Improve Teacher Well-Being and Immune Function with Mindfulness
By John M. de Castro, Ph.D.
“learning and cultivating skills of mindfulness . . .can help us to promote the calm, relaxed, but enlivened classroom environment that children need to learn. Mindfulness can also help us to be more effective at reducing conflict and developing more positive ways of relating in the classroom, which can help us feel more job satisfaction.” – Patricia Jennings
Stress is epidemic in the workplace with almost two thirds of workers reporting high levels of stress at work. This often produces burnout; fatigue, cynicism, emotional exhaustion, and professional inefficacy. In a school setting, this burnout and exhaustion not only affects teachers personally, but also the students and schools, as it produces a loss of enthusiasm, empathy, and compassion. Hence, there is a need to identify methods of reducing stress and improving teachers’ psychological health. Mindfulness has been demonstrated to be helpful in reducing the psychological and physiological responses to stress and for treating and preventing burnout. This suggests that mindfulness would improve the psychological and physiological well-being of teachers,
In today’s Research News article “Fostering emotional self-regulation in female teachers at the public teaching network: A mindfulness-based intervention improving psychological measures and inflammatory biomarkers.” (See summary below or view the full text of the study at: https://www.ncbi.nlm.nih.gov/pmc/articles/PMC8881415/ ) Wilson and colleagues recruited public school teachers and provided them with either 8 weeks of mindfulness training or neuroscience education. Measurements were taken before and after training of reactivity, emotions, stress, resilience, and psychological well-being as well as blood inflammatory markers.
Compared to controls, the teachers who received mindfulness training had significant decreases in stress levels and negative emotions and significant increases in resilience, positive emotions and psychological well-being. Blood inflammatory markers also showed significant improvements. These results suggest that mindfulness training improves immune function, reduces stress, and increases psychological well-being in teachers.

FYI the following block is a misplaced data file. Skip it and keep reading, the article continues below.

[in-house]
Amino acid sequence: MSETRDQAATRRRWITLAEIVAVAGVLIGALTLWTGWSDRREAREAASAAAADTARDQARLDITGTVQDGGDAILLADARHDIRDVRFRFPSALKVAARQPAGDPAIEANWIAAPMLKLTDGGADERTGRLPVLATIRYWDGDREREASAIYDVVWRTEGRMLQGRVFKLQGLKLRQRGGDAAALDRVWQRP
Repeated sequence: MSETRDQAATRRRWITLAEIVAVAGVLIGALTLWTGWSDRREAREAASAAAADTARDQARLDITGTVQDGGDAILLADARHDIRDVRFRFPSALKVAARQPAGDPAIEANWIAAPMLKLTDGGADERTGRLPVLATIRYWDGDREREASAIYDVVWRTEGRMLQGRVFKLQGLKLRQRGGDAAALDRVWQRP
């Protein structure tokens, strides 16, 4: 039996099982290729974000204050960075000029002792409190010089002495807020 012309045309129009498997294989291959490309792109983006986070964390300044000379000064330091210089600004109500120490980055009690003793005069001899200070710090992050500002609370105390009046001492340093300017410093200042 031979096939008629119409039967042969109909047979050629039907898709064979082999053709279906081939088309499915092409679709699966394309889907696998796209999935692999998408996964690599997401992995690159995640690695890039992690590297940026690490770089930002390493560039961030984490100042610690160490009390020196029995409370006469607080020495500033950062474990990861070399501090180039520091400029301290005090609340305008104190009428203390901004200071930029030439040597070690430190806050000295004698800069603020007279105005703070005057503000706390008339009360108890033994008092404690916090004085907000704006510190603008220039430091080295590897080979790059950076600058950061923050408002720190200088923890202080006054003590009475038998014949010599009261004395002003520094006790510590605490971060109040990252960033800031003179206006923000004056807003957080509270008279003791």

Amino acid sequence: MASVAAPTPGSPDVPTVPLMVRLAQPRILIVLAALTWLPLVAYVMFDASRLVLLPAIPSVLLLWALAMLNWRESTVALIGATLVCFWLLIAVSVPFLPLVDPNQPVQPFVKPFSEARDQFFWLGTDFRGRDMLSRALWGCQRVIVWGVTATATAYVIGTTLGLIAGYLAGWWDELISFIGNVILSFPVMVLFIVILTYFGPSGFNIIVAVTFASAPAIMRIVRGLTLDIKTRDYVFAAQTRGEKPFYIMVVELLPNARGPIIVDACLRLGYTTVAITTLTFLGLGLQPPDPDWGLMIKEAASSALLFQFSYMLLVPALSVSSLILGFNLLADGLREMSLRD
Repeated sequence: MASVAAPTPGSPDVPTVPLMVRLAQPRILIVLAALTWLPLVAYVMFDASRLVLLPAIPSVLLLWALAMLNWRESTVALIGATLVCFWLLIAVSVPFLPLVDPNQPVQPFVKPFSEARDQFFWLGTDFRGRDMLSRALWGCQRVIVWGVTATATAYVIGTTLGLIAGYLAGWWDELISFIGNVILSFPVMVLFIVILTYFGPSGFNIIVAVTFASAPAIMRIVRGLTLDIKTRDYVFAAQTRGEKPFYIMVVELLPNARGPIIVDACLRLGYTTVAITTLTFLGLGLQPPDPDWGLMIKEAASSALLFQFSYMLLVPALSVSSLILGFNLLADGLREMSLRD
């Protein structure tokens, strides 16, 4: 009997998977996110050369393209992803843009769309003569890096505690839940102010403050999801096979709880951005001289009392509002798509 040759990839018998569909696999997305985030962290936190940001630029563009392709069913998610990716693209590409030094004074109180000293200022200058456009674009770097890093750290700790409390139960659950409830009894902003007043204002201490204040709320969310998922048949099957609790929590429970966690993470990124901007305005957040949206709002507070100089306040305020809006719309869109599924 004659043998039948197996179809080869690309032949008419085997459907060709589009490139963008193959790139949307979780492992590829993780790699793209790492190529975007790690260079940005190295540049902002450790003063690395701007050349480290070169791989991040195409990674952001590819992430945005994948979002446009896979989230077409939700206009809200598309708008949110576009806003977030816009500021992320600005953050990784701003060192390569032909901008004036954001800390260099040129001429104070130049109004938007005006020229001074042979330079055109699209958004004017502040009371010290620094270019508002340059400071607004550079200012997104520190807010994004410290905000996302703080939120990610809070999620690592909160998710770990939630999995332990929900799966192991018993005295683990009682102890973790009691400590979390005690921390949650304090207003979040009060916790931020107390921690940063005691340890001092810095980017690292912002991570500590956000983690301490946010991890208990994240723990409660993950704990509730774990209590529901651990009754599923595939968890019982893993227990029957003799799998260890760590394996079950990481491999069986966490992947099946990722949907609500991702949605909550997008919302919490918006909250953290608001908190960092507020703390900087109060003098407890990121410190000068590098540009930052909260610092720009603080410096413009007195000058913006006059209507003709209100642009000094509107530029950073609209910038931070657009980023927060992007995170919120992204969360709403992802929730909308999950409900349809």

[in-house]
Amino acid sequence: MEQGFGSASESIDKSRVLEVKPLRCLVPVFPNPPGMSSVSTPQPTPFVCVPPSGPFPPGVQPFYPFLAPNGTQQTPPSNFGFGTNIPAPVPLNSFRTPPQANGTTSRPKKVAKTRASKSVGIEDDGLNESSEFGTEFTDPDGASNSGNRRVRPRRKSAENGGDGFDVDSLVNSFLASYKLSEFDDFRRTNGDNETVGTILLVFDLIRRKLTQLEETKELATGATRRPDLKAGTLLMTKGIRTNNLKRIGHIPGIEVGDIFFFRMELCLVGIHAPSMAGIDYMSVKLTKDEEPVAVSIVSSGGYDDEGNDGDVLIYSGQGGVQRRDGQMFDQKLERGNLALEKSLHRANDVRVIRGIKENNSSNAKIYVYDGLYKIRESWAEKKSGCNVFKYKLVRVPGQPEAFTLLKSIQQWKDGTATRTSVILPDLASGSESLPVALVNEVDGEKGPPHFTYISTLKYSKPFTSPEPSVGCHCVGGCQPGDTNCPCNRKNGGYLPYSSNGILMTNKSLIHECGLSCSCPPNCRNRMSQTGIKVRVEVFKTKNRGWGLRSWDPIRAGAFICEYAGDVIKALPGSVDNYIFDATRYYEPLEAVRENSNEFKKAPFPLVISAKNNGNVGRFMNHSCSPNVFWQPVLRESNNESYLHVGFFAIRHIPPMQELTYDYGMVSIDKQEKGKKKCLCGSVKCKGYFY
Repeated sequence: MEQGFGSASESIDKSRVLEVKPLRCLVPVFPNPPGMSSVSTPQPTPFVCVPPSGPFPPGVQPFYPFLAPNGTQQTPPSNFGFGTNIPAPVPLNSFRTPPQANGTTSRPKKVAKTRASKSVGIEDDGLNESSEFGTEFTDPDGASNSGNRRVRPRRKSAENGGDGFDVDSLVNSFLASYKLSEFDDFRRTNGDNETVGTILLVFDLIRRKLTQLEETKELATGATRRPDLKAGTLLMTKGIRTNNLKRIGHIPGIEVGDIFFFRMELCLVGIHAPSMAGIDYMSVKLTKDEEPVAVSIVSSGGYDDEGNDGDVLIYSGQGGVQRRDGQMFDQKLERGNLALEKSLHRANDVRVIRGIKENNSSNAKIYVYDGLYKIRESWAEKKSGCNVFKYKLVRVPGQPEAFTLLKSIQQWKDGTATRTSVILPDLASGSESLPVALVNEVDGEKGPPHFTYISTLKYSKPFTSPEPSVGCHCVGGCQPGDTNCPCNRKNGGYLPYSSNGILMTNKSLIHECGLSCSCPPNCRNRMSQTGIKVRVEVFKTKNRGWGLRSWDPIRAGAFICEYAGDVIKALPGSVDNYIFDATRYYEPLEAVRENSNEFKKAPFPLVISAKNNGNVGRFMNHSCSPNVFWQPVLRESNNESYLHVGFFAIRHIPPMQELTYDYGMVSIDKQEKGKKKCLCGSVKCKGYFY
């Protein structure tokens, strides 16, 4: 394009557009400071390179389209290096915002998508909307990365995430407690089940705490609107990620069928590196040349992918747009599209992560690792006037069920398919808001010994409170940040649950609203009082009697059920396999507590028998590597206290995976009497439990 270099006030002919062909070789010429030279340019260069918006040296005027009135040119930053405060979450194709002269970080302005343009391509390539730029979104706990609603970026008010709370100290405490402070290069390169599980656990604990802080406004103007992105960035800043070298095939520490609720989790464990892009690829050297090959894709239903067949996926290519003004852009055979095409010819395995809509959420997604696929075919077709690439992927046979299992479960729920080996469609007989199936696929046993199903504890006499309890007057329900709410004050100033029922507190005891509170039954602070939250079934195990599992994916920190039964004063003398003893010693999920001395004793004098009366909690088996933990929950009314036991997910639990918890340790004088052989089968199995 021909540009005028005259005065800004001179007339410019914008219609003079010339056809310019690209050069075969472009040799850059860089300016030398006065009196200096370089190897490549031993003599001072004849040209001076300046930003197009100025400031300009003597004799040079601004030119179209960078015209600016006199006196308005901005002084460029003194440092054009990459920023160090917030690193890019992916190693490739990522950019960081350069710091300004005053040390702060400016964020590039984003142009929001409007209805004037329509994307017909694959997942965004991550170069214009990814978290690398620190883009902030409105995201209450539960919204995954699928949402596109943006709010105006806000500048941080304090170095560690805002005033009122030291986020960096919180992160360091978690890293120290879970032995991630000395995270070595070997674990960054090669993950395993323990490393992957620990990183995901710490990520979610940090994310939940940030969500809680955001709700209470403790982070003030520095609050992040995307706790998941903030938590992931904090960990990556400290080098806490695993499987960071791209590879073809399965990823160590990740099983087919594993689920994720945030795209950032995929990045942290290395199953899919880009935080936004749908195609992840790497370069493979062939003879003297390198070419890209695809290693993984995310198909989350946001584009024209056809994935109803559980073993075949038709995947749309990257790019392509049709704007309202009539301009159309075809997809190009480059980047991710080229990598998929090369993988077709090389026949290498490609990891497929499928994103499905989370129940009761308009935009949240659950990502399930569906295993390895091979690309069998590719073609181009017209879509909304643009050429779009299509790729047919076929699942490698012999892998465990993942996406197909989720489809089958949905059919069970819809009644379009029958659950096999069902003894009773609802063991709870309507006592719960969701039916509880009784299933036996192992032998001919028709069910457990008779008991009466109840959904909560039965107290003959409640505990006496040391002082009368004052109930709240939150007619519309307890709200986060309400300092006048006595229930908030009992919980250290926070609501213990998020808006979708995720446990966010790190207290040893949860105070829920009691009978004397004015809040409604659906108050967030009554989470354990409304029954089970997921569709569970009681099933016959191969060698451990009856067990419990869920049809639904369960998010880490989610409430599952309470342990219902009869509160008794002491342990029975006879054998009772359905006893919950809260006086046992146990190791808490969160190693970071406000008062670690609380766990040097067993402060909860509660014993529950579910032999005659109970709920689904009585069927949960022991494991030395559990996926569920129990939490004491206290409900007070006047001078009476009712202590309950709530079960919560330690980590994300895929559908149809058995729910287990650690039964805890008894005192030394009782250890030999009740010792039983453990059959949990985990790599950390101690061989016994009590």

This suggests that teachers should receive mindfulness training to make them better able to withstand the stresses of the job.
“In the last decade, many professional development programs have sprung up that use mindfulness as a key tool to alleviate teacher stress.” – Catherine Gewertz
CMCS – Center for Mindfulness and Contemplative Studies
This and other Contemplative Studies posts are also available on Twitter @MindfulResearch
Wilson, D., Rodrigues de Oliveira, D., Palace-Berl, F., de Mello Ponteciano, B., Fungaro Rissatti, L., Piassa Pollizi, V., Sardela de Miranda, F., D’Almeida, V., & Demarzo, M. (2022). Fostering emotional self-regulation in female teachers at the public teaching network: A mindfulness-based intervention improving psychological measures and inflammatory biomarkers. Brain, behavior, & immunity – health, 21, 100427. https://doi.org/10.1016/j.bbih.2022.100427
To examine the effect of a mindfulness-based program specifically designed for teachers in reducing perceived stress and improving the quality of experienced emotion in female active working teachers. A second outcome evaluated is the associated change in cellular inflammatory activity, measured by peripheral blood levels of cytokines.
Eighty-eight female active teachers from public schools from São Paulo Municipality were recruited, and randomly allocated to an eight-week Mindfulness-Based Health Program for Educators (MBHP-Educa) or to Neuroscience for Education Program (Neuro-Educa: active control group). The venue of both programs were several public school facilities, where many of the teachers actually worked. Both groups received activities during eight weeks in a 2 h/week regimen, totalizing 16 h. Sixty-five participants completed the program and pre- and post-interventions measures were taken from the following scales: Interpersonal Multidimensional Reactivity Scale (IRI), Positive-and-Negative Affects Scale (PANAS), Perceived Stress Scale (PSS), Connor-Davidson Resilience Scale (CD-RISC), and a primary outcome in Ryff’s Psychological Well-Being Scale (PBWS). At pre-and post-intervention, blood samples were collected for the measurement of several important inflammatory biomarkers, Tumor Necrosis Factor – α (TNF-α), Interleukin 1β (IL-1β), Interleukin 6 (IL-6), Interleukin 8 (IL-8), Interleukin 10 (IL-10) and Interleukin 12p70 (IL-12P70) through flow cytometry assay. Intervention effects were analyzed via Generalized mixed models (GLMM).
According to the GLMM, MBHP-Educa significantly reduced the scores of perceived stress (p < 0.0001), and negative affect (p < 0.0001) compared to active control group (Neuro-Educa). Conversely, an increase was observed on Psychological Well Being Scale in dimensions of Self-acceptance (p < 0.0001), and Autonomy (p = 0.001), as well as improvements in Resilience (p < 0.0001), and Positive Affect (p < 0.0001). MBHP-Educa also promoted a reduction in the levels of IL-6 (p = 0.003), IL-8 (p = 0.036), and increase in the levels of IL-10 (p < 0.0001) and IL-12p70 (p < 0.044). TNF-α, IL-1β, and IL-10p70 showed results below theoretical limit of detection accepted for CBA kit.
Our data suggest that mindfulness-based interventions introduced as a strategy for reducing stress, promoting well-being and improve immune function can be a useful asset in promoting psychological health among teachers in Basic Education.